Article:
Where are all the goddam photos?

- - The Future

It costs millions of dollars to distribute photography in the form of a magazine page. Now, it can all be done for free, so will somebody please tell me where all the goddam photos are? Honestly you’ve got the internet at your disposal and every last one of you is lined up trying to get in the door at 1271 6th Avenue to see the Photography Director and show them your book so they can send you out on assignment and 3 months later it will arrive in my mailbox.

You can send it to me today, for FREE.

One issue of a magazine with 200 pages in it that prints 1,000,000 copies (40% draw on newsstand so some go in the trash) and reaches around 2,500,000 people costs $1,000,000 to print and distribute with $800,000 in circulation expenses (subscription and newsstand) and $350,000 in contributer fees and expenses (photos and words) and a staff salary and general business expenses (rent and utilities) of $1,250,000. This will bring in $4,000,000 in advertiser revenue (minus advertising marketing) and $1,000,000 in sales through newsstand and subscription.

(The numbers are a fairly accurate estimate of a magazine I enjoy and are NOT based on a magazine I’ve worked at.)

The cost to deliver a magazine to one viewer is $1.36 and the revenue generated is $2.00. If a 200 page magazine is 110 pages of edit (half of which are photos) then the expense to deliver a single page picture to one viewer is $0.012 and the revenue generated is $0.018. So imagine for a second that photographers generate and distribute their own content (or in a partnership with an aggregator) so now the revenue generated is $0.015 (newsstand sales are gone) and 4 pages of photographs reaching the same audience that you always reached (if you shoot for top national magazines) with the same advertisers willing to tag along should give you $150,000. You’ll have to subtract your expenses for producing those photos but you can clearly see there’s going to be some serious money to be made once this thing starts working properly.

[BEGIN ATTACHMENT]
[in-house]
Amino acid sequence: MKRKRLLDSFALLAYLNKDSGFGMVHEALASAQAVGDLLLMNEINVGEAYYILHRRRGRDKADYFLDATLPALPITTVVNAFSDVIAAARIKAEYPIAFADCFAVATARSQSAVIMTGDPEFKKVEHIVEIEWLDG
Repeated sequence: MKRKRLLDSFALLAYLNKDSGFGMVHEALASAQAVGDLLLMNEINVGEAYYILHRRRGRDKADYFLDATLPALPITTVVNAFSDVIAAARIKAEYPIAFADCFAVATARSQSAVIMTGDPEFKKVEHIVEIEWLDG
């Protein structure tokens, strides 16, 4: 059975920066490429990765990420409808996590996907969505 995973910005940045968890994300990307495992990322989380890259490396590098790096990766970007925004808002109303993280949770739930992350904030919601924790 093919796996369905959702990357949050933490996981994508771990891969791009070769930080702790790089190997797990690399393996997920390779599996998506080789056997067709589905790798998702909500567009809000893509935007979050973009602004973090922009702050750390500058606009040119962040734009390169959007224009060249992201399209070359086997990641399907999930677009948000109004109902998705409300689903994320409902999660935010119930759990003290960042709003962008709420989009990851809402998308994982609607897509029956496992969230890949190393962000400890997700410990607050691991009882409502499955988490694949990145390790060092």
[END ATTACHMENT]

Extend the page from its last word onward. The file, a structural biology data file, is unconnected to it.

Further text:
I blame the photographers and publishers equally for clinging to the old way of doing business and not innovating something new, but it’s the photographers that stand to gain the most from creating a new way of reaching consumers and bringing advertisers along for the ride. If we all just sit around with our thumbs up our ass because we can’t do anything with photography without getting paid I’ll guarantee you one thing. The publishers will figure it out for everyone and they’ll happily keep the 1.6 million dollar (from the example above) cut they already get every single month for every single magazine they produce.

Oh, you may have noticed the smallest part of creating a magazine every month is the fees and expenses paid to all the contributors. Are you ready to do something about it yet?

One thing that will never change in this equation is the amount of time in a day. The more time people spend consuming different types of media the less time the spend with other types. The amount of money spent to reach these people doesn’t change either so if it disappears from magazines and newspapers it will reappear online but the key to the whole equation here is that more efficient means of delivering content equals more money to be spent creating it and less to spend on effing red tape (shuffling photos around the layout, contracts, estimates and on and on).

I think we can look at all these other professions changing their game (journalists, musicians, software companies, filmmakers… ) and glean some ideas how photography will evolve but the reality is, some people really need to get off their asses and make a move to figure it out. I like looking to musicians when thinking about photography because like the public’s taste in music, taste in photography is subjective and attracting people to it is way more complicated than just creating the best image. Perception, marketing, recommendations and other environmental factors play a huge part and I’ll also agree with several of my contributors that there’s a long history of business practices that will effect what can happen next so modeling this business off any others has its limitations. It just seems like everyone is doing something with this new distribution system except for photographers.

Distribution of photography is now free. It’s time to decide if that means you get paid more or less.

There Are 87 Comments On This Article.

  1. Bill Johnson

    If you mean online, the question is: who’s going to pay? Apparently not the user, since we all know that everything on the internet is free. Witness the death of the paid NYTimes service; gone. Maybe a few are collecting, ala Slate, but they’re the exception, right?

    So you mean an online magazine, on the web, totally supported by advertisers? Similar to T Magazine from the Times? What a horrible interface THAT one is. But they get the ads big, and right in front of your face, no matter how ackward it is mixing with the content of the editorial.